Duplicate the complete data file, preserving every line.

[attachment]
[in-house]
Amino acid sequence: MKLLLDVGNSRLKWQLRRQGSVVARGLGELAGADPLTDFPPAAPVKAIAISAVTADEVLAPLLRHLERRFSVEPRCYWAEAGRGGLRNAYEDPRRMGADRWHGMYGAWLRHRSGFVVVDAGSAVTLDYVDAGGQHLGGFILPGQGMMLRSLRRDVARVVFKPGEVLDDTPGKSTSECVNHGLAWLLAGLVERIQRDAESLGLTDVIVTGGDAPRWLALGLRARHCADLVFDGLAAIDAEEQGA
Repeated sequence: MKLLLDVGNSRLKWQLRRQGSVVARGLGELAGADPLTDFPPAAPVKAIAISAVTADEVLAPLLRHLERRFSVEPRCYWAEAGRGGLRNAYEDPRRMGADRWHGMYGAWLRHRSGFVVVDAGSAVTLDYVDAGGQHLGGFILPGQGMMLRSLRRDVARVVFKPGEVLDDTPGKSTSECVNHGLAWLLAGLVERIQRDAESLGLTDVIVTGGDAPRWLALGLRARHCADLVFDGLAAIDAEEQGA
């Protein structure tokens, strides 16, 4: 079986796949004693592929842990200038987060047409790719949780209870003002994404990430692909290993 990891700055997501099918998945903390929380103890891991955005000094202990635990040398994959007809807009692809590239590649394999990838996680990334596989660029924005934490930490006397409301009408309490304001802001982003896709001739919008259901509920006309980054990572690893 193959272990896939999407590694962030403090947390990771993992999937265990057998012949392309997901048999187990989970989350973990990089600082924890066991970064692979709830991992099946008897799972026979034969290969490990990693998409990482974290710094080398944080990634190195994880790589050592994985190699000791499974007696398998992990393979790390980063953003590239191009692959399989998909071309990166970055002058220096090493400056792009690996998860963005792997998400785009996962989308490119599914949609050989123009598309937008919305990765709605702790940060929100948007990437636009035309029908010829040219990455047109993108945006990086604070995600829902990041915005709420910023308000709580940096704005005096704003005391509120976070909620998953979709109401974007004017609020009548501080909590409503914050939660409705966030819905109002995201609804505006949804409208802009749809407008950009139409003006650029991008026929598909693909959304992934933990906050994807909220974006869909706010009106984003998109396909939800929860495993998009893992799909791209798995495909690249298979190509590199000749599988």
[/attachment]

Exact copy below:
[in-house]
Amino acid sequence: MKLLLDVGNSRLKWQLRRQGSVVARGLGELAGADPLTDFPPAAPVKAIAISAVTADEVLAPLLRHLERRFSVEPRCYWAEAGRGGLRNAYEDPRRMGADRWHGMYGAWLRHRSGFVVVDAGSAVTLDYVDAGGQHLGGFILPGQGMMLRSLRRDVARVVFKPGEVLDDTPGKSTSECVNHGLAWLLAGLVERIQRDAESLGLTDVIVTGGDAPRWLALGLRARHCADLVFDGLAAIDAEEQGA
Repeated sequence: MKLLLDVGNSRLKWQLRRQGSVVARGLGELAGADPLTDFPPAAPVKAIAISAVTADEVLAPLLRHLERRFSVEPRCYWAEAGRGGLRNAYEDPRRMGADRWHGMYGAWLRHRSGFVVVDAGSAVTLDYVDAGGQHLGGFILPGQGMMLRSLRRDVARVVFKPGEVLDDTPGKSTSECVNHGLAWLLAGLVERIQRDAESLGLTDVIVTGGDAPRWLALGLRARHCADLVFDGLAAIDAEEQGA
């Protein structure tokens, strides 16, 4: 079986796949004693592929842990200038987060047409790719949780209870003002994404990430692909290993 990891700055997501099918998945903390929380103890891991955005000094202990635990040398994959007809807009692809590239590649394999990838996680990334596989660029924005934490930490006397409301009408309490304001802001982003896709001739919008259901509920006309980054990572690893 193959272990896939999407590694962030403090947390990771993992999937265990057998012949392309997901048999187990989970989350973990990089600082924890066991970064692979709830991992099946008897799972026979034969290969490990990693998409990482974290710094080398944080990634190195994880790589050592994985190699000791499974007696398998992990393979790390980063953003590239191009692959399989998909071309990166970055002058220096090493400056792009690996998860963005792997998400785009996962989308490119599914949609050989123009598309937008919305990765709605702790940060929100948007990437636009035309029908010829040219990455047109993108945006990086604070995600829902990041915005709420910023308000709580940096704005005096704003005391509120976070909620998953979709109401974007004017609020009548501080909590409503914050939660409705966030819905109002995201609804505006949804409208802009749809407008950009139409003006650029991008026929598909693909959304992934933990906050994807909220974006869909706010009106984003998109396909939800929860495993998009893992799909791209798995495909690249298979190509590199000749599988």